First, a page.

BONE v. BLISS

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District Court of Appeal, Second District,Division 1, California.

Sherman L. BONE, Petitioner, v. SUPERIOR COURT of the State of California FOR the COUNTY OF LOS ANGELES, Respondent; Charles G. BLISS and Richard S. Starsmere, Real Parties in Interest.

Civ. 30938.

Decided: October 28, 1966

Low & Stone and Irving Reifman, Beverly Hills, for petitioner. Harold W. Kennedy, County Counsel, and Donald K. Byrne, Deputy County Counsel, for respondent. Dahlstrum & Walton and Jack A. Dahlstrum, Hollywood, for real parties in interest.

This is a proceeding to review an order of the Superior Court for Los Angeles County adjudging petitioner guilty of contempt of court.

On May 19, 1966, the respondent court issued a preliminary injunction in Bliss et al. v. Sherman's Shapers, a partnership et al., action number NC-C 1997 G, requiring defendants Sherman's Shapers and Sherman L. Bone to do certain things with respect to the advertising of their business. Defendants did not appeal from the preliminary injunction.

On June 14, 1966, the respondent court issued its order requiring ‘SHERMAN'S SHAPERS and SHERMAN L. BONE’ to show cause on July 8 why they should not be adjudged guilty of contempt for willfully disobeying the order of May 19, ‘which order and your disobedience of which are more fully described in the declaration of JACK A. DAHLSTURUM’ for the order to show cause. The matter was continued from July 8 to July 12, at which time the respondent court made the order here under review.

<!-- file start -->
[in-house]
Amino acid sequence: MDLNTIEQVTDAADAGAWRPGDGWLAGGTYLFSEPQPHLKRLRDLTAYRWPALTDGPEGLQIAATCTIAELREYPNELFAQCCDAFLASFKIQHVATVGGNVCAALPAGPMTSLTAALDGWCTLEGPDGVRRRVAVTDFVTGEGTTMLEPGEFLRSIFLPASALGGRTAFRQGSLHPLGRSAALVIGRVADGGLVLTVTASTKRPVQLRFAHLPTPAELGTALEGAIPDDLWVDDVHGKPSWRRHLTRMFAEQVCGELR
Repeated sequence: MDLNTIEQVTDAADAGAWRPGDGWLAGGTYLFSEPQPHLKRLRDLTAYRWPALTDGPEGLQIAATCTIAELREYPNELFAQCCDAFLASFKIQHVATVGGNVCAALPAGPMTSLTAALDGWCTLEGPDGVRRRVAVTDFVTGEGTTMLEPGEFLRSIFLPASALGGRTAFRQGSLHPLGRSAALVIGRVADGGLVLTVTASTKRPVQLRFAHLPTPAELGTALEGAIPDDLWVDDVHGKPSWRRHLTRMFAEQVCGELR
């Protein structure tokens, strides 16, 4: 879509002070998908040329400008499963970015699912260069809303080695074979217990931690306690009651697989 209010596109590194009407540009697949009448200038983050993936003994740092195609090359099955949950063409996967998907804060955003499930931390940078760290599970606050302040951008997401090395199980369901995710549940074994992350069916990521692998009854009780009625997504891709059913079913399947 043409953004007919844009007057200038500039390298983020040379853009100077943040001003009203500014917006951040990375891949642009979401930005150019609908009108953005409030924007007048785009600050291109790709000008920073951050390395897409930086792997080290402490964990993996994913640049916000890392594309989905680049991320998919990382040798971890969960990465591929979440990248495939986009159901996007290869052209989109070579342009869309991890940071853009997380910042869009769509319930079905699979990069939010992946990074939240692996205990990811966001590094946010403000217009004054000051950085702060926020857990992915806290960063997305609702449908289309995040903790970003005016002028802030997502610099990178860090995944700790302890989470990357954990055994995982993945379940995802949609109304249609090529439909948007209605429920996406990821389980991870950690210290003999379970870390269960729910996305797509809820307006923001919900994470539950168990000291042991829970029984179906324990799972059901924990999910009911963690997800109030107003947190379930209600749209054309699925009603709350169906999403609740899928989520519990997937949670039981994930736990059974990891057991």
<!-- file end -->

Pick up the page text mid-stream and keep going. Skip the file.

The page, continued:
Review of the order finding petitioner in contempt was sought on the ground that the court acted in excess of its jurisdiction in making that order since it initially acted in excess of its jurisdiction in granting the preliminary injunction. In a proper case we would thus be required to determine whether the preliminary injunction was void for lack of jurisdiction. (3 Witkin, Cal. Procedure (1954) Enforcement of Judgment, s 59, p. 2022.) We do not reach that question because of our conclusion that the order under review must be annulled for reasons other than those urged by petitioner.